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Setting Priorities for Government Involvement with Antiretroviral

By Prescott, Nicholas

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Book Id: WPLBN0000042436
Format Type: PDF eBook
File Size: 0.1 MB
Reproduction Date: 2005
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Title: Setting Priorities for Government Involvement with Antiretroviral  
Author: Prescott, Nicholas
Language: English
Subject: Economics, Finance & business, World Bank.
Collections: Economics Publications Collection
Publication Date:
Publisher: The World Bank


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Prescott, N. (n.d.). Setting Priorities for Government Involvement with Antiretroviral. Retrieved from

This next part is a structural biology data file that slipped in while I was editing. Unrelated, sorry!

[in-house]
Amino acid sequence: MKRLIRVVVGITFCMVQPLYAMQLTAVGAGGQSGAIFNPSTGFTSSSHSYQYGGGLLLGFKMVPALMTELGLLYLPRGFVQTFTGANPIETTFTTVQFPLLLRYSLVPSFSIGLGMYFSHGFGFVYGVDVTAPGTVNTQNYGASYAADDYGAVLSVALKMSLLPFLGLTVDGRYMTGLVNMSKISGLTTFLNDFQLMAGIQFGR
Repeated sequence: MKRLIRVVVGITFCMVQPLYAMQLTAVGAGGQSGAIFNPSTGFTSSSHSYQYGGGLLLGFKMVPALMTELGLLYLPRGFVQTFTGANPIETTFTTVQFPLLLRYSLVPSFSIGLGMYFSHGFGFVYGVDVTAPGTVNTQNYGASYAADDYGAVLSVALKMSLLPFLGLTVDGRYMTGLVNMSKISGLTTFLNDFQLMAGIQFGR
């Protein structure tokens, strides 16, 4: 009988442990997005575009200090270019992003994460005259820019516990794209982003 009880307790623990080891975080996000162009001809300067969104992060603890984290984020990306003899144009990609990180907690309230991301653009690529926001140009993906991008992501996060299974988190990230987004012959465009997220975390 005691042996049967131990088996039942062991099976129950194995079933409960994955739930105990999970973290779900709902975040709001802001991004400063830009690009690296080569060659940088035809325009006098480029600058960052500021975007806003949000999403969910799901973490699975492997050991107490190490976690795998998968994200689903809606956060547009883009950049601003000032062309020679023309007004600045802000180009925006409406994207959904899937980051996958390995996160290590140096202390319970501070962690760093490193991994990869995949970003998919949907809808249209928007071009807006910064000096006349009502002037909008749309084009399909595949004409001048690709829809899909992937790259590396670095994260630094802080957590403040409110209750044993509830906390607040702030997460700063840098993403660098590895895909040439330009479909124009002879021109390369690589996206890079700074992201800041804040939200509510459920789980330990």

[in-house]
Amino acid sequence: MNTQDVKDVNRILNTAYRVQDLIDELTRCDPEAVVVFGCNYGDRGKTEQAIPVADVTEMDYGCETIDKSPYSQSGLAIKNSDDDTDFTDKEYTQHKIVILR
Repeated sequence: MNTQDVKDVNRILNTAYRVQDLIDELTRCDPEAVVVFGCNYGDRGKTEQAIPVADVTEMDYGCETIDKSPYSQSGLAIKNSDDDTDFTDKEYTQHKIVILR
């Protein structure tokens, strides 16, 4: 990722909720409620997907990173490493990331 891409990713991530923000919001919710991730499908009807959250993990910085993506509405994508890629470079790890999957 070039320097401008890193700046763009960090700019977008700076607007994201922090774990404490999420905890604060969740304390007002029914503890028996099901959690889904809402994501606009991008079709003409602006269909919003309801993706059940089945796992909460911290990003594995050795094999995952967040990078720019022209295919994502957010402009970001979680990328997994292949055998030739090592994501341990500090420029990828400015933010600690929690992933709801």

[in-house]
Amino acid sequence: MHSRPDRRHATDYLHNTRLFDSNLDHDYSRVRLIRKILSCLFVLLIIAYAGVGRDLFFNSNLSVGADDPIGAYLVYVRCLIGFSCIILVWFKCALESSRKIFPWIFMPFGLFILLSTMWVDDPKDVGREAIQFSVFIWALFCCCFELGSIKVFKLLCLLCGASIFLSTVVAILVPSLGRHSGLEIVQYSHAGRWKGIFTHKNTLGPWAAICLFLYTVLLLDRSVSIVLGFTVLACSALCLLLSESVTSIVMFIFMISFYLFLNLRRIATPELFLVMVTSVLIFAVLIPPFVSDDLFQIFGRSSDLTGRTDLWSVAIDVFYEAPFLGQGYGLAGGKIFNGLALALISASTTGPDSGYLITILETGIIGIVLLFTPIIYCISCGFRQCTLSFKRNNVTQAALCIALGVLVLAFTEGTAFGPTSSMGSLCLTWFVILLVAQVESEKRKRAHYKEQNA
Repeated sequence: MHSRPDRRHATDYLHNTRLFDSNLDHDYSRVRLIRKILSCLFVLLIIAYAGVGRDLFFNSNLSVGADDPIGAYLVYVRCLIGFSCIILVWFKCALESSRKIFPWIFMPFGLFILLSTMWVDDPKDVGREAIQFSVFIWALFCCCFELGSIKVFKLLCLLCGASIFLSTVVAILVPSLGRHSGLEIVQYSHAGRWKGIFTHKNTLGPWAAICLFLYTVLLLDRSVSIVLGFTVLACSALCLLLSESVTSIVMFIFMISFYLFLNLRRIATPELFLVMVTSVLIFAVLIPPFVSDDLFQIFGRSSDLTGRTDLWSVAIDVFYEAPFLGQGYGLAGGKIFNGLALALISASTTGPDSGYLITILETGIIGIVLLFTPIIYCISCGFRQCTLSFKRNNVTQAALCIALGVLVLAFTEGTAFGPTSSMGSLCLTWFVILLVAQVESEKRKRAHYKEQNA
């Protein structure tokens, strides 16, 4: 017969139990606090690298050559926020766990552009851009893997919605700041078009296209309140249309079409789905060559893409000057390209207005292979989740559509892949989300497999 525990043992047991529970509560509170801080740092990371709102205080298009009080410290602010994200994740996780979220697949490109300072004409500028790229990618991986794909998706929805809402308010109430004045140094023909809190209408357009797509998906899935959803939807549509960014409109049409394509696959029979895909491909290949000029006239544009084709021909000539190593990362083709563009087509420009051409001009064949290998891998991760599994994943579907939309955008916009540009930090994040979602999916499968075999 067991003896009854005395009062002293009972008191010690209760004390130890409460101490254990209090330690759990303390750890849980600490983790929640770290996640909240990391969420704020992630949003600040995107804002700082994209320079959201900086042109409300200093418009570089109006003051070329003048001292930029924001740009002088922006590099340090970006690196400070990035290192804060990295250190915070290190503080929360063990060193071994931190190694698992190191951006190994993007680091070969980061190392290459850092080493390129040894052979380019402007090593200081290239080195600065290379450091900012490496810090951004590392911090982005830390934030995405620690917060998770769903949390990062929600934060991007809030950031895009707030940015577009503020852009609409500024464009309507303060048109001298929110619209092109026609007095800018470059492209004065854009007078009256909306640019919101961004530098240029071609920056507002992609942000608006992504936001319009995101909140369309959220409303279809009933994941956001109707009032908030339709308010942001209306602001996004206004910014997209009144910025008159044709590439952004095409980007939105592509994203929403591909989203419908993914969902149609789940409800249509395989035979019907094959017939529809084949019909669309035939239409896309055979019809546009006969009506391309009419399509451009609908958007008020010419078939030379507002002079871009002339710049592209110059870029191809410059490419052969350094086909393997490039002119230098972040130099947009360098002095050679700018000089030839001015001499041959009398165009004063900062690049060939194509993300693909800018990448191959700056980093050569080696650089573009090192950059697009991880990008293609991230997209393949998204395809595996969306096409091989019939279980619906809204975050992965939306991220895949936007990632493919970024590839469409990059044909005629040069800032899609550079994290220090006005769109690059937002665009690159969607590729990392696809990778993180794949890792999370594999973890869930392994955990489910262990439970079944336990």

Introduction: This paper examines four questions posed by economic analysis to help set priorities for government involvement with antiretroviral therapy for people living with HIV/AIDS. The main focus is on making decisions about policy relating to ARVs in developing countries where the needs are greatest and resource constraints are most binding. While the answers may vary considerably depending on individual country circumstances, the analytical foundations for setting priorities are the same. First, how does antiretroviral therapy link to broader health sector and country development objectives? Second, what other interventions need to be considered including the various ARV treatments? Third, which of these alternatives are realistically affordable given the country?s resource constraints? And fourth, which of the affordable alternatives are most efficient in achieving a favourable development impact? Linkage to development objectives Any consideration of government involvement with antiretroviral treatment for HIV/AIDS needs to start with a clear view of how such treatment links to broader health sector strategy and country development goals. Despite its terrible human toll, HIV/AIDS is only one of many health problems facing developing countries. And health improvement is only one of many pressing development challenges involved in raising people?s living standards -- from reducing illiteracy, to providing infrastructure and expanding job opportunities. Looking at this linkage just in terms of improving health requires an epidemiological assessment of the magnitude of illhealth due to HIV/AIDS relative to other health problems -- not only its importance today but also its significance tomorrow as morbidity and mortality from the epidemic continues to grow. A suggestive indicator of these relative magnitudes is the burden of disease due to disability and premature death from different causes. Recent estimates of the global burden of disease expressed in terms of the number of years of healthy life lost (Murray & Lopez, 1996) suggest that for developing countries...


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